Definitions aside, what's the real-world relevance of sine, cosine and tangent?

I’ve read the definitions of this trigonometric functions, but don’t understand their real-world import. Can someone give a few examples/applications?

Also this: I’ve seen movies now and then, in which a Navy technician is observing a screen (or possibly an oscilloscope) and says something like this to his chief, “I’m getting a classic sine wave over here.”


If you’re ever trying to do any real-world geometry things that concern angles and distances, you can’t escape needing to know the trig functions. Everything can be broken down into triangles, and these functions describe the triangles. Combine them with the law of similar triangles, and the Pythagorean Theorem, and you’re pretty well-equipped.

Oh, about the “sine wave” - if you graph the height of your friend on a Ferris Wheel that’s moving at a steady speed, so that time is the x-axis, and his heigh is the y-axis, you can imagine that he goes from the minimum height to the maximum height along a smooth curve, that’s rounded-off on the top and bottom. This is really just a graph of the sine function, and is called a sine wave. They’re ubiquitous in nature. The motion of a weight on a spring, waves on water, sound waves, electrical waves, all are closely underpinned by an understanding of sine waves.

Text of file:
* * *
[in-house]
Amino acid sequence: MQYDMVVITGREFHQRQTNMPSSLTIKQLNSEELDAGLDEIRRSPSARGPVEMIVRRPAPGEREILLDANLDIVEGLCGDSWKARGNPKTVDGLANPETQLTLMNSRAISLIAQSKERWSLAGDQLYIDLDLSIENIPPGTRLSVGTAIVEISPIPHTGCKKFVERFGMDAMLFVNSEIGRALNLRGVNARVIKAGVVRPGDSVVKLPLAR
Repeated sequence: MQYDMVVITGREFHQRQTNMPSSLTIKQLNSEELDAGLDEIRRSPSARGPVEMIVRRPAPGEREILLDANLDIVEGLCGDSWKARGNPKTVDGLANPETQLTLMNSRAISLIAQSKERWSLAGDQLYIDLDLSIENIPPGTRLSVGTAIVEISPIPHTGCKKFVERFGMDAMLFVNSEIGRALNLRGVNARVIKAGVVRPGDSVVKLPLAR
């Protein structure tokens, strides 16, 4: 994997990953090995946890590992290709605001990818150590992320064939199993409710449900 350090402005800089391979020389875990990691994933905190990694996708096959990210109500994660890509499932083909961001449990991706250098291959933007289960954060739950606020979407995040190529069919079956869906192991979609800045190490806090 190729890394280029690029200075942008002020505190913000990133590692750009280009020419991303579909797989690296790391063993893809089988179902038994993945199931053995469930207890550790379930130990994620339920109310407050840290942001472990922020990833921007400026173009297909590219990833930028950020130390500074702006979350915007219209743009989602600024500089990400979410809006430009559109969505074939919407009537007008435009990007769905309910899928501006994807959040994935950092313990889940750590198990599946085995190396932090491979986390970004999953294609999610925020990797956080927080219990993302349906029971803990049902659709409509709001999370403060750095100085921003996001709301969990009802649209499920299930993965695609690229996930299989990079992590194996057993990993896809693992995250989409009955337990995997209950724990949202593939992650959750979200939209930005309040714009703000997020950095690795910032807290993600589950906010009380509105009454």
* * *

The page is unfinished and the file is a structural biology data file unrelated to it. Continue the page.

My on-the-job example…I want to know how much light reflects off a surface angled away from the person viewing. The amount reflected is a direct relationship to the cosine of the angle.

Or, given two lasers that meet together at a distance, I can make a rangefinder based on the sine, cosine, or tanget of the angle (not quite parallel) between the two beams.

“classic sine wave” means that the pattern comes from a uniform rotating angle. For a slightly mathematically excessive rightup, see Wikipedia:

Unit Circle and Sine Wave

I know the answer to the first half of the question, but I don’t know how to best explain it. I might post again in a few hours when I’ve figured it out, unless someone else gives a better explanation.

As for the second half, a sine wave is what you get when you plot a graph y = sinx . You’ve probably seen it before; it looks like this. I don’t really know what a Navy technician would be talking about when he says that though.

A sine wave is what you get when you plot the sine function on a graph. The simplest one is y = sin(x). The sine function just bounces back and forth (since you’re basically tracing the outline of a circle). So the graph looks like a very simple wave.

Sine waves are very easy to produce electronically, and can be viewed on an oscilloscope, for example.

Here’s a really good animation:

BTW, I meant to add: If you look at the circle, the length of the red line is the value of the sine function for that value of x. You see how it’s just the leg of a triangle with the radius as the hypoteneuse? That’s the basic idea of trigonometry.

The cosine function is the same thing except it measures the other leg of the triangle. (The one adjacent to the angle, where the x axis intersects the circle on that picture.)

The motion of a mass attached to a spring left to bounce (simple harmonic motion) can be modelled using sin.